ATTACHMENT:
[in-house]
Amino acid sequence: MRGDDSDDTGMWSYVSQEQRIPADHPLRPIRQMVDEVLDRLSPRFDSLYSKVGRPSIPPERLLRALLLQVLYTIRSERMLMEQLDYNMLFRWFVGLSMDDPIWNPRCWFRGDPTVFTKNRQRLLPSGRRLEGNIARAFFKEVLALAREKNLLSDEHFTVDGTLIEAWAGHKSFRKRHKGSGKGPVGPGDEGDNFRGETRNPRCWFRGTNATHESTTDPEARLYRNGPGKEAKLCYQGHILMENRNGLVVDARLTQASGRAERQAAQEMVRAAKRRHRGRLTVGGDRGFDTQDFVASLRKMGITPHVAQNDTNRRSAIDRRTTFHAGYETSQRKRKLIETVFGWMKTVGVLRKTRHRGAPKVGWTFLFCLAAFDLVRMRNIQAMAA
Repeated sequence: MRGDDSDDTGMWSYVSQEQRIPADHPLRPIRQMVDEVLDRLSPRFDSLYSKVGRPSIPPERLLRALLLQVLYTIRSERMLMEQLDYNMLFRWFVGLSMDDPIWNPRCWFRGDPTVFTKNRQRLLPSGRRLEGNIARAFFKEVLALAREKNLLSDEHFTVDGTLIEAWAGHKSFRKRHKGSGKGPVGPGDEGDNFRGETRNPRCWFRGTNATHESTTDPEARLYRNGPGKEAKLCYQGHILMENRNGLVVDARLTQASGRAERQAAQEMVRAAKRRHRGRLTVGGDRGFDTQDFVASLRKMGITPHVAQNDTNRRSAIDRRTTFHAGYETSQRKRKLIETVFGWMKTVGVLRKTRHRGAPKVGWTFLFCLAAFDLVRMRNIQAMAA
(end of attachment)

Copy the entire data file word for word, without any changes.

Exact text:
[in-house]
Amino acid sequence: MRGDDSDDTGMWSYVSQEQRIPADHPLRPIRQMVDEVLDRLSPRFDSLYSKVGRPSIPPERLLRALLLQVLYTIRSERMLMEQLDYNMLFRWFVGLSMDDPIWNPRCWFRGDPTVFTKNRQRLLPSGRRLEGNIARAFFKEVLALAREKNLLSDEHFTVDGTLIEAWAGHKSFRKRHKGSGKGPVGPGDEGDNFRGETRNPRCWFRGTNATHESTTDPEARLYRNGPGKEAKLCYQGHILMENRNGLVVDARLTQASGRAERQAAQEMVRAAKRRHRGRLTVGGDRGFDTQDFVASLRKMGITPHVAQNDTNRRSAIDRRTTFHAGYETSQRKRKLIETVFGWMKTVGVLRKTRHRGAPKVGWTFLFCLAAFDLVRMRNIQAMAA
Repeated sequence: MRGDDSDDTGMWSYVSQEQRIPADHPLRPIRQMVDEVLDRLSPRFDSLYSKVGRPSIPPERLLRALLLQVLYTIRSERMLMEQLDYNMLFRWFVGLSMDDPIWNPRCWFRGDPTVFTKNRQRLLPSGRRLEGNIARAFFKEVLALAREKNLLSDEHFTVDGTLIEAWAGHKSFRKRHKGSGKGPVGPGDEGDNFRGETRNPRCWFRGTNATHESTTDPEARLYRNGPGKEAKLCYQGHILMENRNGLVVDARLTQASGRAERQAAQEMVRAAKRRHRGRLTVGGDRGFDTQDFVASLRKMGITPHVAQNDTNRRSAIDRRTTFHAGYETSQRKRKLIETVFGWMKTVGVLRKTRHRGAPKVGWTFLFCLAAFDLVRMRNIQAMAA